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Cameroon's local forest management out on a limb
Following many years of poor forest management under central government control, countries around the world are shifting forest management to regional, local and even community authorities.
The push for decentralization has the potential to greatly benefit both forests and those who depend on them. In theory, local authorities better understand the local conditions, make decisions that reflect local needs, and give marginalized groups greater access to power and resources. In practice, this is often the case. But not always.
CIFOR's research in Cameroon indicates decentralization has not produced the positive outcomes anticipated when, in the mid 1990s, efforts were made to improve local livelihoods by giving communities greater authority in managing their surrounding forests. According to "Profiling Local-Level Outcomes of Environmental Decentralizations: The Case of Cameroon's Forests in the Congo Basin," by CIFOR's Rene Oyono, the country's experiment with decentralizing forest management has often resulted in conflict within and between communities.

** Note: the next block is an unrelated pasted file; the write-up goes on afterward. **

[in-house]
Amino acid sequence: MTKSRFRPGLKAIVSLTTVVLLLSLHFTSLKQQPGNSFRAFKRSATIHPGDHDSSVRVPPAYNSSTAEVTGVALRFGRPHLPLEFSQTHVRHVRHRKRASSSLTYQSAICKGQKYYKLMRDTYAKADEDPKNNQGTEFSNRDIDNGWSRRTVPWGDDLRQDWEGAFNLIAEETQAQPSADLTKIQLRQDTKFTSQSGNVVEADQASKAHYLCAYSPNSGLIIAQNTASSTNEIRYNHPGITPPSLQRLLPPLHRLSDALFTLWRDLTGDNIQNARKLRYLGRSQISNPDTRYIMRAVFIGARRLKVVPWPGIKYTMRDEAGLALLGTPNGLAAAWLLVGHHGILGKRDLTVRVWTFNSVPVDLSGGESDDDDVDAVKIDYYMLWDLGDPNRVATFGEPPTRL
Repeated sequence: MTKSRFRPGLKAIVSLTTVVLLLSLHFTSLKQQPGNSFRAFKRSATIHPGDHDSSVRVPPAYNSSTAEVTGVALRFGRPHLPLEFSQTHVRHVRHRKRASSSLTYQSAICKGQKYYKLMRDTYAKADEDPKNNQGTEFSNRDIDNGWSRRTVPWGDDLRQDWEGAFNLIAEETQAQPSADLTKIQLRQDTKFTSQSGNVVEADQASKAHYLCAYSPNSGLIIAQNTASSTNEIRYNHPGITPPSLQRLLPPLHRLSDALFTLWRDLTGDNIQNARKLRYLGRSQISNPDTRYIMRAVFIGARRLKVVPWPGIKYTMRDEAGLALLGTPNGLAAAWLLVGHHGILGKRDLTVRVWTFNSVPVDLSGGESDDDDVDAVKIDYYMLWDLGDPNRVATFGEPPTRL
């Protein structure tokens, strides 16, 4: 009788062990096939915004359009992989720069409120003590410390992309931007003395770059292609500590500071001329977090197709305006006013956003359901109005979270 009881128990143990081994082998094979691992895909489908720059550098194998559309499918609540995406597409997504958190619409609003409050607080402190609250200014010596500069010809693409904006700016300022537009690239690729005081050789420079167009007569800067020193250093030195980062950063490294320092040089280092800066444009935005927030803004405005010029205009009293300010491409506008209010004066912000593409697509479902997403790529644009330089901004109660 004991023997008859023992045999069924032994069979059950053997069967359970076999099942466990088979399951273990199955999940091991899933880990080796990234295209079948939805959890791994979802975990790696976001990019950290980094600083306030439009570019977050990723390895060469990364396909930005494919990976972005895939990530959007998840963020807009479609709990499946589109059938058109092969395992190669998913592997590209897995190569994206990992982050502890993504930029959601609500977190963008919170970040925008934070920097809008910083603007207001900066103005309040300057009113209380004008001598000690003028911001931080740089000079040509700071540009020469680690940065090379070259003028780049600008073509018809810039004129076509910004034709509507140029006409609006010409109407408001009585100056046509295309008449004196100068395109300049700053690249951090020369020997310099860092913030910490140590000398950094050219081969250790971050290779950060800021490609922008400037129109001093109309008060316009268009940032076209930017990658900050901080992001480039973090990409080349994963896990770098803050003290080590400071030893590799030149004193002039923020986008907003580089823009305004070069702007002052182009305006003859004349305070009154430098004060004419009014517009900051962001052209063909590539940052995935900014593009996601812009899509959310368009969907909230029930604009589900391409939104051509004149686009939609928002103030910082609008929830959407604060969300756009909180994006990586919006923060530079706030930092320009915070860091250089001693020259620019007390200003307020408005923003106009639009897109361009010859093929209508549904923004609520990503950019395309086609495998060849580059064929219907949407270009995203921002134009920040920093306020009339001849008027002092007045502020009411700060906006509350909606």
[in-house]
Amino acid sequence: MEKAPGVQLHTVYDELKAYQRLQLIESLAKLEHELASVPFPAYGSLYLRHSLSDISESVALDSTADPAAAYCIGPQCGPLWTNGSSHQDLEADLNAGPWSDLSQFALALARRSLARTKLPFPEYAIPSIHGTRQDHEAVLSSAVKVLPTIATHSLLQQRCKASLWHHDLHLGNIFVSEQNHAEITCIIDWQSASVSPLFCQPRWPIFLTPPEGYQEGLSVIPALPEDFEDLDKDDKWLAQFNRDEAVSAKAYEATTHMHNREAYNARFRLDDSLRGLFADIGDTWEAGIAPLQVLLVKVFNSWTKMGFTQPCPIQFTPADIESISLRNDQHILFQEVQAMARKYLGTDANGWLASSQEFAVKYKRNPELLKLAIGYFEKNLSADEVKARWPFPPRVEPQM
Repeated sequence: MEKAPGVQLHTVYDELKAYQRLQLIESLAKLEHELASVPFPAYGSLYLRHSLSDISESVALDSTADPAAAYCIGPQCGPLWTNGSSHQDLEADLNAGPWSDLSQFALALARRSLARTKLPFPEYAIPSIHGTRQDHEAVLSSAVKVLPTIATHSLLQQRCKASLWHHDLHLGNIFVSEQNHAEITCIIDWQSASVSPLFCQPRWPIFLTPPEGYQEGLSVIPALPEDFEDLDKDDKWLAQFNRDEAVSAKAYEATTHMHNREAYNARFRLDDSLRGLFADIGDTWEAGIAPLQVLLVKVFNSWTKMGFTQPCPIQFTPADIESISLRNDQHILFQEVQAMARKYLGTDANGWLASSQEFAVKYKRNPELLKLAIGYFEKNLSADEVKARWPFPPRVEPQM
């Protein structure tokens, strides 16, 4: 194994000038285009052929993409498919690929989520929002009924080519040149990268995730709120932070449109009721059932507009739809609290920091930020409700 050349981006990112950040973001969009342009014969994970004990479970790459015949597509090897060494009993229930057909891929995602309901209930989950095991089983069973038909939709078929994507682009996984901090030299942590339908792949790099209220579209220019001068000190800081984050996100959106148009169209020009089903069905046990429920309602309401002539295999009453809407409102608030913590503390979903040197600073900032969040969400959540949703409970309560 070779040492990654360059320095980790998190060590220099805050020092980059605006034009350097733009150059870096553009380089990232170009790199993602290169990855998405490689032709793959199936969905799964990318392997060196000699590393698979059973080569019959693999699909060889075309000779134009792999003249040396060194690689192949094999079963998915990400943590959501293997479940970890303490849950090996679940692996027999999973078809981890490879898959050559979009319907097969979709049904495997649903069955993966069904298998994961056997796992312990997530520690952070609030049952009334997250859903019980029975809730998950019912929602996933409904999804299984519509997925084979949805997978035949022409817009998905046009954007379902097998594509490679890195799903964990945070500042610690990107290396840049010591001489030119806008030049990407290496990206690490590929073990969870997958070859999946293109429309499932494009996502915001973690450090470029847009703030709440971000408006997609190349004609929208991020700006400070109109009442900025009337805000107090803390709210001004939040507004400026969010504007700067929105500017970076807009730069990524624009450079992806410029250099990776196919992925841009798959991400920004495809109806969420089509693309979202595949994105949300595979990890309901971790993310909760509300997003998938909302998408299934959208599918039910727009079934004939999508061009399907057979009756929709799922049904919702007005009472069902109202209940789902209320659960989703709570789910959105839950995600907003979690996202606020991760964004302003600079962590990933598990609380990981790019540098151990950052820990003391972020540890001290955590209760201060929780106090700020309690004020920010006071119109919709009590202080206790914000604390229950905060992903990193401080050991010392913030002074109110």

Posted By Megan Liddle at 4:04pm on January 01, 2006
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